Sociology/Criminal Justice 453: Sociology of Law
The Paper will be an 8 page, double-spaced paper (1-inch margins, 12-point Times New Roman font). Any text beyond 8 pages will not be read ! First, let’s review what you should have completed already:
In Step 1, you thought of a social inequality topic, and one example of how the ‘haves’ come out ahead from your own experience, a case or statute you have read, the newspaper, current events, or from research/reading you have done.
In Step 2, you used 3 empirical social science sources you found outside of class to show that your example is part of a broader pattern of ‘haves’ coming out ahead rather than an isolated incident. Your 3 additional empirical sources are works of social science that are published in peer-reviewed journal articles or academic book presses (NOT law reviews). These sources must be written by social scientists who conducted original empirical research. Therefore, you showed me your sources to confirm that it will count as one of your 3 empirical sources.
In Sept 3, you found 1 Law Review Article to help you develop your own legal reform.
Now, it is time to write your completed paper! First, you will take the summary you wrote in Step 1 and use that as the beginning of your paper. By doing this, you will clearly be introducing your chosen social inequality and the specific real example that illustrates that inequality at the beginning of your paper.
Second, you will use the summaries of your empirical sources from Step 2 to build your argument. Your use of sources will be assessed by how relevant the sources are to your chosen topic and how effectively you are able to use the empirical findings in those sources to support your example. Each time you explain a source, you also want to explain how that source connects to the micro-example you used at the beginning of the paper (i.e., you want to make it clear that the results of that research article are showing that your micro-example is not an isolated incident but actually is representative of a broader pattern in society). Using a source to report a simple statistic will not earn as many points as explaining the topic, methods, and results of the sources. (Note: You also may use any relevant readings & materials from class if you think they strengthen your argument that your micro-example is really a macro-level problem, but those materials will not count among your 3 outside sources).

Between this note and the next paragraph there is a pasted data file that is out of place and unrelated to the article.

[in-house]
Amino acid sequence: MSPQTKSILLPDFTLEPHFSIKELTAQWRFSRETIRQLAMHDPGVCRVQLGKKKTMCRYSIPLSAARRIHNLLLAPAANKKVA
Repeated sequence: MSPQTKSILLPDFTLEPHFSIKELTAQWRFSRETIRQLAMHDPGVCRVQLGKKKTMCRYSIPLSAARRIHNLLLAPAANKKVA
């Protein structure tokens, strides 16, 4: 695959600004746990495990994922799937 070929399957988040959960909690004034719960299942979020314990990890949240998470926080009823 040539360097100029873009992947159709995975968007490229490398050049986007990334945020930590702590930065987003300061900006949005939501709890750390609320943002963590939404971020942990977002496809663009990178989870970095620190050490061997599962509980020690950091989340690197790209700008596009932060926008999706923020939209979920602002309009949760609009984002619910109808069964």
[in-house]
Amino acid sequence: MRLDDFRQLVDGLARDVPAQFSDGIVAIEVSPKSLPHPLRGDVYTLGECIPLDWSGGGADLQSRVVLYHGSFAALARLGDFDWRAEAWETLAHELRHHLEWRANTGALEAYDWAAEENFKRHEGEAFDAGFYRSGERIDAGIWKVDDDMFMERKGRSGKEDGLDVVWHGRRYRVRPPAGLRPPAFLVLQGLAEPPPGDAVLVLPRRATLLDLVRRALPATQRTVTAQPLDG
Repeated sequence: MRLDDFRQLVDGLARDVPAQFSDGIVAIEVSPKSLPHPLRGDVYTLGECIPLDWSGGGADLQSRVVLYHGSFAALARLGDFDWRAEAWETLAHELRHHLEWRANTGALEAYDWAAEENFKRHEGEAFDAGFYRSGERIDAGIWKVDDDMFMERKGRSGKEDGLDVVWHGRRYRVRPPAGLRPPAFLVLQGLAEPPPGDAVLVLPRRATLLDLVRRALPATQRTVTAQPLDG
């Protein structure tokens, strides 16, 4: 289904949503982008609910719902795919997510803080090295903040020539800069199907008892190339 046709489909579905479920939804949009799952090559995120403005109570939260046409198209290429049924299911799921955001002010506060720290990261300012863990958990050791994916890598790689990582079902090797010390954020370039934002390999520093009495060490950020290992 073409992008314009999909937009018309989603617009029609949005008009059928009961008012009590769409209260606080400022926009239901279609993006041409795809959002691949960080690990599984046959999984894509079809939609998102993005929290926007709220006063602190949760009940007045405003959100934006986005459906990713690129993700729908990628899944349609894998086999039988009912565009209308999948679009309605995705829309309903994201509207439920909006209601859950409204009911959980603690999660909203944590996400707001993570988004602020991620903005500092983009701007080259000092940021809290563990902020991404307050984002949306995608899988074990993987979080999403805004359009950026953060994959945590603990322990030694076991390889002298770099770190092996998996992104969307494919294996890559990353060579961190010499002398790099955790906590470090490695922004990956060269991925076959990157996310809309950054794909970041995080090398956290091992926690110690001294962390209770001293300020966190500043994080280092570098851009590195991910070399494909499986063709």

Third, you will use your summary of your Law Review Article in Step 3 to help you develop your own legal reform. You will use your Step 3 summary to show your reader what one scholar has said, but you ultimately should be using that scholar’s work to help you make your own normative argument. The key question you are answering is: What legal reforms would you propose to alter this advantage, if any? The novelty of your proposed legal reforms will be assessed by how thoroughly your reforms address and challenge the systematic advantages of the ‘haves’. Your proposal should show how you intend to minimize the differences between ‘haves’ and ‘have nots’ and should be innovative, comprehensive, and detailed. Your reforms also should illustrate creativity, originality, and awareness of how you would handle obstacles to your reform. You must rely on at least 1 scholarly opinion in a Law Review Article, but do not merely reiterate the normative views of the scholar. Instead, use and cite the author’s work to further your own reform agenda. If you decide either that there is no possible legal reform for your chosen topic or that nothing should be done to alter the advantage of the ‘haves’, you still must explain your position in light of relevant readings & materials from class plus your 3 other empirical sources described in the prior paragraph.
You must cite the scholarly sources appropriately in your paper and include a bibliography at the end of your paper. The bibliography will not count as part of the paper length.
4 points: Relevance and description of the chosen example
12 points: Novelty of the suggested legal reform
10 points: Quality and quantity of use of sources
4 points: Style (Clarity of Writing, Use of Section Headings & Paragraphs, Grammar, Spelling, etc.)
30 points: TOTAL